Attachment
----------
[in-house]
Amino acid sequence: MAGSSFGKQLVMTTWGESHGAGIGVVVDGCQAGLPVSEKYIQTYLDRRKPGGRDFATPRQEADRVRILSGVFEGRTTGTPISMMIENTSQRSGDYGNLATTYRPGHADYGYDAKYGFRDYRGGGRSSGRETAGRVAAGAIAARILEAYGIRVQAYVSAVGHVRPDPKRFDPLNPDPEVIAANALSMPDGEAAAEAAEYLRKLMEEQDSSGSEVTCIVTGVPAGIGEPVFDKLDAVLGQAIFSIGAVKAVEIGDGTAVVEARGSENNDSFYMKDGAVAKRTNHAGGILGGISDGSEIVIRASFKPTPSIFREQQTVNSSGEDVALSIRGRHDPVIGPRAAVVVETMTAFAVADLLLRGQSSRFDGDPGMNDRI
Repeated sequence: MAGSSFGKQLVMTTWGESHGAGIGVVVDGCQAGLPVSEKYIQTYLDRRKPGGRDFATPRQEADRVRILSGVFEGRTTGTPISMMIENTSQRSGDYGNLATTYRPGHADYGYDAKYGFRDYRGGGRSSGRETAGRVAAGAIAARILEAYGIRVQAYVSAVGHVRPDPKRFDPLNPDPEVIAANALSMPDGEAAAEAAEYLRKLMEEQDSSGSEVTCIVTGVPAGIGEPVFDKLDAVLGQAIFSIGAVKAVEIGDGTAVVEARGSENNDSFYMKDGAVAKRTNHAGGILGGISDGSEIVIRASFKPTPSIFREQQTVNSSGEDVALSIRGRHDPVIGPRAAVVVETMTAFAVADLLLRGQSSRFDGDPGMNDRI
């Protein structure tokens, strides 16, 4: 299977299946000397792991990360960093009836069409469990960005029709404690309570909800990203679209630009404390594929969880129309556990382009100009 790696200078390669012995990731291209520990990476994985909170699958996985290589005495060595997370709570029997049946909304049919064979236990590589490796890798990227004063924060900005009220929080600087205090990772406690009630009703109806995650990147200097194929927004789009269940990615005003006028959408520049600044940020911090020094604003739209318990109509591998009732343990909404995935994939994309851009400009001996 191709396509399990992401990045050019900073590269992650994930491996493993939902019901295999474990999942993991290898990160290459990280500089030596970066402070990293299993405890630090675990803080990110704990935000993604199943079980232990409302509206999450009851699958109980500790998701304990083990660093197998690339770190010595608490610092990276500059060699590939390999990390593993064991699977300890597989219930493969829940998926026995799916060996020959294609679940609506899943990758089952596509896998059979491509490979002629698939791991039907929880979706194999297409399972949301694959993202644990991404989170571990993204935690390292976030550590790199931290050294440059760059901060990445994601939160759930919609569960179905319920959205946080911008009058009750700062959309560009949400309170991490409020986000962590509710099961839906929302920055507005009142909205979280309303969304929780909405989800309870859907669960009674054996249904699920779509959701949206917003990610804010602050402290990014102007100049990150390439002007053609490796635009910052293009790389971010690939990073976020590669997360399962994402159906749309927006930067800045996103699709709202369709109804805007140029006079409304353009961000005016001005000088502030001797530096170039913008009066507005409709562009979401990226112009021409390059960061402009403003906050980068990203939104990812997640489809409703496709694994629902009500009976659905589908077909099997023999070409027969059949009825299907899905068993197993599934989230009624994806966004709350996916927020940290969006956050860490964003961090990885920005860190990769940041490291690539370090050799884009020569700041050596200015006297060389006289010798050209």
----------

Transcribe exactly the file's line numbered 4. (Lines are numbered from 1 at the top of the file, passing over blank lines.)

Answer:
């Protein structure tokens, strides 16, 4: 299977299946000397792991990360960093009836069409469990960005029709404690309570909800990203679209630009404390594929969880129309556990382009100009 790696200078390669012995990731291209520990990476994985909170699958996985290589005495060595997370709570029997049946909304049919064979236990590589490796890798990227004063924060900005009220929080600087205090990772406690009630009703109806995650990147200097194929927004789009269940990615005003006028959408520049600044940020911090020094604003739209318990109509591998009732343990909404995935994939994309851009400009001996 191709396509399990992401990045050019900073590269992650994930491996493993939902019901295999474990999942993991290898990160290459990280500089030596970066402070990293299993405890630090675990803080990110704990935000993604199943079980232990409302509206999450009851699958109980500790998701304990083990660093197998690339770190010595608490610092990276500059060699590939390999990390593993064991699977300890597989219930493969829940998926026995799916060996020959294609679940609506899943990758089952596509896998059979491509490979002629698939791991039907929880979706194999297409399972949301694959993202644990991404989170571990993204935690390292976030550590790199931290050294440059760059901060990445994601939160759930919609569960179905319920959205946080911008009058009750700062959309560009949400309170991490409020986000962590509710099961839906929302920055507005009142909205979280309303969304929780909405989800309870859907669960009674054996249904699920779509959701949206917003990610804010602050402290990014102007100049990150390439002007053609490796635009910052293009790389971010690939990073976020590669997360399962994402159906749309927006930067800045996103699709709202369709109804805007140029006079409304353009961000005016001005000088502030001797530096170039913008009066507005409709562009979401990226112009021409390059960061402009403003906050980068990203939104990812997640489809409703496709694994629902009500009976659905589908077909099997023999070409027969059949009825299907899905068993197993599934989230009624994806966004709350996916927020940290969006956050860490964003961090990885920005860190990769940041490291690539370090050799884009020569700041050596200015006297060389006289010798050209």